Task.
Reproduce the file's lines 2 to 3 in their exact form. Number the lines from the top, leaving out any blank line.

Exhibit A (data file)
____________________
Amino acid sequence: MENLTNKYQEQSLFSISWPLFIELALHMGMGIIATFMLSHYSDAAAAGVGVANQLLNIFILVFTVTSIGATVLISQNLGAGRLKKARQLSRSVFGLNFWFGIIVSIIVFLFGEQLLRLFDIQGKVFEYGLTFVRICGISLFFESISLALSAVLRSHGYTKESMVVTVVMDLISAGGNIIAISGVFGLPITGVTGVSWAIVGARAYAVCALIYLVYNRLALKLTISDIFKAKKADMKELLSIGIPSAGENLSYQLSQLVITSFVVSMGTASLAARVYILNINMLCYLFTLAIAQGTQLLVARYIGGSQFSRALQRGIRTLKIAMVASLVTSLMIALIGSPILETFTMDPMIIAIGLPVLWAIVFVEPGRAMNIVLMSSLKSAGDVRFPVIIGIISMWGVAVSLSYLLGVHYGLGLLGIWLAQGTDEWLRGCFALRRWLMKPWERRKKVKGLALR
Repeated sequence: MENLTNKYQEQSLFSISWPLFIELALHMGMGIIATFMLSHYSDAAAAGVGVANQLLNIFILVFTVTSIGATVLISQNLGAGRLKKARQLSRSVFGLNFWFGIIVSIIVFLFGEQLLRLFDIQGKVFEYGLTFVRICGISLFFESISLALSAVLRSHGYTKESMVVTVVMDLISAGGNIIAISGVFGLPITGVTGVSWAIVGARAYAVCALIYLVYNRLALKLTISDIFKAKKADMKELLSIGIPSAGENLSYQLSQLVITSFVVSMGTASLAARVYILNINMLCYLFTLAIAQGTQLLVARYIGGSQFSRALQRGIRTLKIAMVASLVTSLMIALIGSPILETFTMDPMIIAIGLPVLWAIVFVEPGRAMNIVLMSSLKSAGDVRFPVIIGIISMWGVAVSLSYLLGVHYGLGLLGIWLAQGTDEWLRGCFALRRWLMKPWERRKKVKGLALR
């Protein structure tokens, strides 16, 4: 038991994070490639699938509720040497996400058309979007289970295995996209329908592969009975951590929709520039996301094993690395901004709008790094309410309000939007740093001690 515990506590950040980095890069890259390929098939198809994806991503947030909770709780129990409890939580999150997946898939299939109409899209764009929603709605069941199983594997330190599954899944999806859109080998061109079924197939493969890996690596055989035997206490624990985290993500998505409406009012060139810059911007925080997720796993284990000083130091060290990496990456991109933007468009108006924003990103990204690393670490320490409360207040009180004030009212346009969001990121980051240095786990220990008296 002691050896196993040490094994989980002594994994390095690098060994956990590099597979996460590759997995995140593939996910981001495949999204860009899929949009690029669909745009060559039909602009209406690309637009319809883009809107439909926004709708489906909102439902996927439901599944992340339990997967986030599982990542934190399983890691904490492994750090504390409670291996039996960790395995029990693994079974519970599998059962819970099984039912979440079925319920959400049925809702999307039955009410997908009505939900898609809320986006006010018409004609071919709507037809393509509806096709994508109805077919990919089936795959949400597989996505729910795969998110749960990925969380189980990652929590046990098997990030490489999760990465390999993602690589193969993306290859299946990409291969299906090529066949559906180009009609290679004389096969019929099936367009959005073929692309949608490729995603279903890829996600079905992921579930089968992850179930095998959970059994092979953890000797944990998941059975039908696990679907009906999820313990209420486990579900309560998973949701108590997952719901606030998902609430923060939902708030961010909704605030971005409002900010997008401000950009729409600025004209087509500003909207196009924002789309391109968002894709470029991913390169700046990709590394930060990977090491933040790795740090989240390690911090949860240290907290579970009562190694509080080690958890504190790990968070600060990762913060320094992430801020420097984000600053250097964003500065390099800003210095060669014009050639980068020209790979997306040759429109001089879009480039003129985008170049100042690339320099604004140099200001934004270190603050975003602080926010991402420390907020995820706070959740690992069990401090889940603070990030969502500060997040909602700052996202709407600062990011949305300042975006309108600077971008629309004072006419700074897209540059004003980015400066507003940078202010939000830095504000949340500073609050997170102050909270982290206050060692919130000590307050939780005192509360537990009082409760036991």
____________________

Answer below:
Repeated sequence: MENLTNKYQEQSLFSISWPLFIELALHMGMGIIATFMLSHYSDAAAAGVGVANQLLNIFILVFTVTSIGATVLISQNLGAGRLKKARQLSRSVFGLNFWFGIIVSIIVFLFGEQLLRLFDIQGKVFEYGLTFVRICGISLFFESISLALSAVLRSHGYTKESMVVTVVMDLISAGGNIIAISGVFGLPITGVTGVSWAIVGARAYAVCALIYLVYNRLALKLTISDIFKAKKADMKELLSIGIPSAGENLSYQLSQLVITSFVVSMGTASLAARVYILNINMLCYLFTLAIAQGTQLLVARYIGGSQFSRALQRGIRTLKIAMVASLVTSLMIALIGSPILETFTMDPMIIAIGLPVLWAIVFVEPGRAMNIVLMSSLKSAGDVRFPVIIGIISMWGVAVSLSYLLGVHYGLGLLGIWLAQGTDEWLRGCFALRRWLMKPWERRKKVKGLALR
């Protein structure tokens, strides 16, 4: 038991994070490639699938509720040497996400058309979007289970295995996209329908592969009975951590929709520039996301094993690395901004709008790094309410309000939007740093001690 515990506590950040980095890069890259390929098939198809994806991503947030909770709780129990409890939580999150997946898939299939109409899209764009929603709605069941199983594997330190599954899944999806859109080998061109079924197939493969890996690596055989035997206490624990985290993500998505409406009012060139810059911007925080997720796993284990000083130091060290990496990456991109933007468009108006924003990103990204690393670490320490409360207040009180004030009212346009969001990121980051240095786990220990008296 002691050896196993040490094994989980002594994994390095690098060994956990590099597979996460590759997995995140593939996910981001495949999204860009899929949009690029669909745009060559039909602009209406690309637009319809883009809107439909926004709708489906909102439902996927439901599944992340339990997967986030599982990542934190399983890691904490492994750090504390409670291996039996960790395995029990693994079974519970599998059962819970099984039912979440079925319920959400049925809702999307039955009410997908009505939900898609809320986006006010018409004609071919709507037809393509509806096709994508109805077919990919089936795959949400597989996505729910795969998110749960990925969380189980990652929590046990098997990030490489999760990465390999993602690589193969993306290859299946990409291969299906090529066949559906180009009609290679004389096969019929099936367009959005073929692309949608490729995603279903890829996600079905992921579930089968992850179930095998959970059994092979953890000797944990998941059975039908696990679907009906999820313990209420486990579900309560998973949701108590997952719901606030998902609430923060939902708030961010909704605030971005409002900010997008401000950009729409600025004209087509500003909207196009924002789309391109968002894709470029991913390169700046990709590394930060990977090491933040790795740090989240390690911090949860240290907290579970009562190694509080080690958890504190790990968070600060990762913060320094992430801020420097984000600053250097964003500065390099800003210095060669014009050639980068020209790979997306040759429109001089879009480039003129985008170049100042690339320099604004140099200001934004270190603050975003602080926010991402420390907020995820706070959740690992069990401090889940603070990030969502500060997040909602700052996202709407600062990011949305300042975006309108600077971008629309004072006419700074897209540059004003980015400066507003940078202010939000830095504000949340500073609050997170102050909270982290206050060692919130000590307050939780005192509360537990009082409760036991």